File I/O self-WTF



  • I was working on an email routing script for a relative of mine, and one of the specifications was that no duplicate emails can arrive within a specific span of time. OK, so I used a dictionary object with the keys being the mails and the values being the last time they were sent, so that if the mail was not in dupes.keys() or dupes[email] = time() - configurable_timespan, it would be OK, but that otherwise it would bounce.

    Anyway, I was using pickle to make the object persistent, and I wanted to make sure it would create an empty dictionary if the file was empty. thus, the following code was created:

    [code]
    if dupe_file.read():
        dupes = pickle.load(dupe_file)
    else:
        dupes = {}
    [/code]

    multiple hours and bunches of searches for EOFError later, I suddenly realized what was wrong.



  • Arrgggh!

    [code]
    <font face="Lucida Console" size="2">
    if dupe_file.read():
    </font>

    <font face="Lucida Console" size="2">dupes = pickle.load(dupe_file)</font>
    <font face="Lucida Console" size="2">else:
    </font>
    <font face="Lucida Console" size="2">dupes = {}
    </font>
    [/code]



  • I don't believe this!

    <font face="Lucida Console" size="2">
    if dupe_file.read():
    </font>

    <font face="Lucida Console" size="2">dupes = pickle.load(dupe_file)</font>
    <font face="Lucida Console" size="2">else:
    </font>
    <font face="Lucida Console" size="2">dupes = {}</font>



  • I don't know pickle - what's the wtf?



  • Pickle creates persistant objects by serializing them and writing them to a file (and, obviously, by retrieving it).

    The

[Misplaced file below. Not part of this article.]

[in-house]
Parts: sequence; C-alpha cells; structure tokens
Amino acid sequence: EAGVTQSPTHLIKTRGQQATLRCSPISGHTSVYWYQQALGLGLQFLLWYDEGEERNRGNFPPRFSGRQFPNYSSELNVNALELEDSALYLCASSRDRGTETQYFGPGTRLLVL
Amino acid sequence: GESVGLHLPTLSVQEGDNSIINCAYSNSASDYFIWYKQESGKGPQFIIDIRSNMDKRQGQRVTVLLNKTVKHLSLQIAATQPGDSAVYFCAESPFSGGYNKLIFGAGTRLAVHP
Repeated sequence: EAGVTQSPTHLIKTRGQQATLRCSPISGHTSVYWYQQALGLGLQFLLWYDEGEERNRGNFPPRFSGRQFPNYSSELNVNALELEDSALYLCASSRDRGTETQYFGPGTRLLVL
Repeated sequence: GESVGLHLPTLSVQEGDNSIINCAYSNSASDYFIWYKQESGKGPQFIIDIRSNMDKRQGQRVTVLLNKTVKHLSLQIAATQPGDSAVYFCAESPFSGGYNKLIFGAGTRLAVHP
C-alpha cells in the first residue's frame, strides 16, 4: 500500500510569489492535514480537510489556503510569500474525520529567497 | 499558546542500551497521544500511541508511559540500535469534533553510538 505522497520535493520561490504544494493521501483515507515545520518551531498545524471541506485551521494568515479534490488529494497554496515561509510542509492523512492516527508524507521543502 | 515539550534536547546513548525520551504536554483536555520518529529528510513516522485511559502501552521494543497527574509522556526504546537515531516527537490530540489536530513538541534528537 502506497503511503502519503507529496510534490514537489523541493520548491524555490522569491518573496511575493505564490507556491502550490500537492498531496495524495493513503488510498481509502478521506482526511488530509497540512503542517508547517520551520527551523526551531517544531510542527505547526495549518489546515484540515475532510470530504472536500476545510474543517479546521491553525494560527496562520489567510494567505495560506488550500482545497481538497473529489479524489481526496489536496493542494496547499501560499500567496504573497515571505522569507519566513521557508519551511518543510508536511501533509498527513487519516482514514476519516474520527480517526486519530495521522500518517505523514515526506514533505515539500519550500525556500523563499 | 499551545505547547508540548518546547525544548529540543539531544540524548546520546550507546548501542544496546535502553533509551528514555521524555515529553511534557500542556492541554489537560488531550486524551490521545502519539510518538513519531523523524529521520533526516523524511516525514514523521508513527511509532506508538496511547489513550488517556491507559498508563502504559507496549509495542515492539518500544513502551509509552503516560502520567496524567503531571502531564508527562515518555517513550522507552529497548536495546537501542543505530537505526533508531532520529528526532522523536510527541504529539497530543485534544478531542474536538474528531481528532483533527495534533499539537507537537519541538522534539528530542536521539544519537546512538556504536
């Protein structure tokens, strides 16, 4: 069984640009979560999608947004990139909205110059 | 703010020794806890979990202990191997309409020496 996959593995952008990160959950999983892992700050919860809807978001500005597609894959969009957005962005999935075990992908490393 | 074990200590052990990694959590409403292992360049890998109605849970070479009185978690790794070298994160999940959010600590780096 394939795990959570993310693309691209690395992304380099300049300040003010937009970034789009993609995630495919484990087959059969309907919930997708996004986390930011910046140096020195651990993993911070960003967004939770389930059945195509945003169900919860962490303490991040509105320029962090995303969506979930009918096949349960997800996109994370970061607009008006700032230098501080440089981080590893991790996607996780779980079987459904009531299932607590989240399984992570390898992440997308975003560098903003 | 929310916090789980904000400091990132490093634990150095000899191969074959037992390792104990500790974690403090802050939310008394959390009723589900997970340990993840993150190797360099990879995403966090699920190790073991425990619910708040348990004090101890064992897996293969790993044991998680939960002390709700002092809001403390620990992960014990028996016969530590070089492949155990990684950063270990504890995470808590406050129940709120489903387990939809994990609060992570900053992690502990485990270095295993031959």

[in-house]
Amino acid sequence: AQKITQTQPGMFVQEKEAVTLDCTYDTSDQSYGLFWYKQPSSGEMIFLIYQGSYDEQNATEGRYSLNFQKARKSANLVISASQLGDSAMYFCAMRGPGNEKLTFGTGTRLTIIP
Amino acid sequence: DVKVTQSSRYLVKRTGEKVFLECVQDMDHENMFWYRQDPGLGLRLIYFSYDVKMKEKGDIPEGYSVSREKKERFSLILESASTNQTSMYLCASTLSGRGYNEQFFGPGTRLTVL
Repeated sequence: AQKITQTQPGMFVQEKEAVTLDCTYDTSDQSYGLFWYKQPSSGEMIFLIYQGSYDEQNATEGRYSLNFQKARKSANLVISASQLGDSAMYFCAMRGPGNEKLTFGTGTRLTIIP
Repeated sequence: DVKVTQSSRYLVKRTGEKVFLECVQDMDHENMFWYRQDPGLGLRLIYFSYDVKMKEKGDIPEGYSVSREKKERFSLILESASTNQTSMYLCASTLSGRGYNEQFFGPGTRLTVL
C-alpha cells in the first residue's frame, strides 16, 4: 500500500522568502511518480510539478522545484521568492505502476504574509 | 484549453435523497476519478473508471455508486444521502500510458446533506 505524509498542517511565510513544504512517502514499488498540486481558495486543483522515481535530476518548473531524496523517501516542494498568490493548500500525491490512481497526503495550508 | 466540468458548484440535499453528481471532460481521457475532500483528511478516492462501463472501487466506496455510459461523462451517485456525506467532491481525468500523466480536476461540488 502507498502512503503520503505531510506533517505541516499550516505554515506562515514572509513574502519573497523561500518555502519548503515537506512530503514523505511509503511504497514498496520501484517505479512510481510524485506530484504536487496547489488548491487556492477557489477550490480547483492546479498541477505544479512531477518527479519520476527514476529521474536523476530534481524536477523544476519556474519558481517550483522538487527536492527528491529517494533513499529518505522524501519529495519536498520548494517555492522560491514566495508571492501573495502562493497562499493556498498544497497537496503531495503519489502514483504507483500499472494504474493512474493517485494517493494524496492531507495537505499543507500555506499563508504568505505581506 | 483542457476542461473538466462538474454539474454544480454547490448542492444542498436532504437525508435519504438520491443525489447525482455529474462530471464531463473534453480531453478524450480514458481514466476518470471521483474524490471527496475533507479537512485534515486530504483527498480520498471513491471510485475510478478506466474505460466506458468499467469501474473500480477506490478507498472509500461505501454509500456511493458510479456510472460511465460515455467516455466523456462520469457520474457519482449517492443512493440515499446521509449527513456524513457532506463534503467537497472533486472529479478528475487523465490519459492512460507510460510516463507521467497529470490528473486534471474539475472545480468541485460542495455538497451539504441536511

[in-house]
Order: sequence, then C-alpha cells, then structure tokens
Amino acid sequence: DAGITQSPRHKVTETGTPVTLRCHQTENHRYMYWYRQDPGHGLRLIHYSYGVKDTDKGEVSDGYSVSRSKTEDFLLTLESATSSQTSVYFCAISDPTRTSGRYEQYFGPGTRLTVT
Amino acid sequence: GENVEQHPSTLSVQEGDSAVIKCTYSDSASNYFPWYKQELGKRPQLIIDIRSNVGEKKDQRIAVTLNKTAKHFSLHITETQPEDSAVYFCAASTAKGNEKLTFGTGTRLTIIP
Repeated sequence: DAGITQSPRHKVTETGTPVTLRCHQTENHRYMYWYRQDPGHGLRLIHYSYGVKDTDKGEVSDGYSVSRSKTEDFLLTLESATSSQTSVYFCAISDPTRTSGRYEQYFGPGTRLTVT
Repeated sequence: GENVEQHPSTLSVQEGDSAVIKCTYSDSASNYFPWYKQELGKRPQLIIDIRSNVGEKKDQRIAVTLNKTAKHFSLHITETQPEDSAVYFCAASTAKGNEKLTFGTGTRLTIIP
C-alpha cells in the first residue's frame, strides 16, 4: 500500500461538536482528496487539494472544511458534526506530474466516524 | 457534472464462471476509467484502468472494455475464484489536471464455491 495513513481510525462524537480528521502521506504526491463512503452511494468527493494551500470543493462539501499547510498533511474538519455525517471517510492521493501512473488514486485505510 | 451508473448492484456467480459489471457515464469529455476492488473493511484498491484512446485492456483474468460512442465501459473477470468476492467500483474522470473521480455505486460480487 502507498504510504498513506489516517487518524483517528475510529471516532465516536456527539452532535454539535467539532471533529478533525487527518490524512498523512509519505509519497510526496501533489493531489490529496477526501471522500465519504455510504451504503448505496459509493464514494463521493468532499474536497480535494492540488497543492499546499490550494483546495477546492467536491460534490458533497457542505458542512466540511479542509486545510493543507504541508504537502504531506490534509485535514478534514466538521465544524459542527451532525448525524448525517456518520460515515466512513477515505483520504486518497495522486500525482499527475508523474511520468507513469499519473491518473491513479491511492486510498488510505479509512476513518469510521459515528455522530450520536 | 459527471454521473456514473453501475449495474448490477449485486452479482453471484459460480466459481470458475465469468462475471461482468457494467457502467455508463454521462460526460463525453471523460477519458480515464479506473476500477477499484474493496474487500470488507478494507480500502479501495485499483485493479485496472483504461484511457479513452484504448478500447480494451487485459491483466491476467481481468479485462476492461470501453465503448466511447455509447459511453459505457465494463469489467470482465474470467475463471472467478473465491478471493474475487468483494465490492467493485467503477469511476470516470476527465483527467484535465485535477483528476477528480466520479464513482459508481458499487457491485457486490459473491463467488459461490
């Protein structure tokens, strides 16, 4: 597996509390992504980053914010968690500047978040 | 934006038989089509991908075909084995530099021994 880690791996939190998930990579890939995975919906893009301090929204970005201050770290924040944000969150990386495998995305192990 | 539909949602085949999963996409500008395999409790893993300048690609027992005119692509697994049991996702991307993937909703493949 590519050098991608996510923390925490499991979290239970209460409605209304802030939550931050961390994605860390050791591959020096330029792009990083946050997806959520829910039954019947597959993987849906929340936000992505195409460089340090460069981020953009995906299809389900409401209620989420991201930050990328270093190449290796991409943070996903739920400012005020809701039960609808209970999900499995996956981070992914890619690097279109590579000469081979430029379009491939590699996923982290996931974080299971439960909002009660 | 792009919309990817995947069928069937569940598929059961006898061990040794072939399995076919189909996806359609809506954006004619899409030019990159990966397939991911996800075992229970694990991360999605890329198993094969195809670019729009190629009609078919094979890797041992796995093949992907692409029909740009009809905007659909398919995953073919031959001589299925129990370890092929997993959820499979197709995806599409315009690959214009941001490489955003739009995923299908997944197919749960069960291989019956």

WTF was that since I put a dupe_file.read() statement in the if (to
    check if the file has contents), the position I was in the file was the
    end of the file. Thus, any request that would have involved reading from the file would have returned an EOFError.



  • I'd laugh, but I've inadvertently done stuff like that myself because my mind was on frying bigger fish.



  • This is a minor wtf, or, as I prefer to call them, 'sleep-deprived wtf' because of the state you're usually in when you write code like this. I've done comparatively stupid things in the past, but one of my favourites was in a mailing on USENET (for the record, something completely different was being discussed, but some illustrative code was needed and this was part of it):

    <pre>
    let res = any $ zipWith ((x, y) -> x == y) xs ys
    </pre>

    For the uninitiated, here it is in imperative-pythonesquepseudocode:

    <pre>
    xs = [List of stuff]
    ys = [Another list of stuff]
    for x, y in zip(xs, ys):
        if x == y:
            return True
    </pre>

    Of course, both of these can be simply reduced to <pre>xs == ys</pre>

    PS: will this work? Who knows if the mysterious supposed 'telligent system' will accept the &lt;pre> tags...



  • @Noam Samuel said:


    multiple hours and bunches of searches for EOFError later, I suddenly realized what was wrong.

    I've recently begun converting to Test-Driven Development. I can recommend it.

    In this case, one would probably have a test that said (for a well-known pickled state) assert((dupes = pickle.load(dupe_file)) == {...})

    (or some similar construct that would compile and otherwise function).

    That would have told you whether it worked quite fast... :)



  • @El Foo said:


    Of course, both of these can be simply reduced to
    xs == ys

    Definitely not. Your code checks whether *one* of the pairs correspond, while xs == ys checks whether *all* pairs correspond.

    Are you sleep deprived right now? ;)



  • As a matter of fact, I was. In the code above, replace '==' with '!=' or '/=' for personal preference, and replace 'True' with 'False'. -Then- it makes sense.


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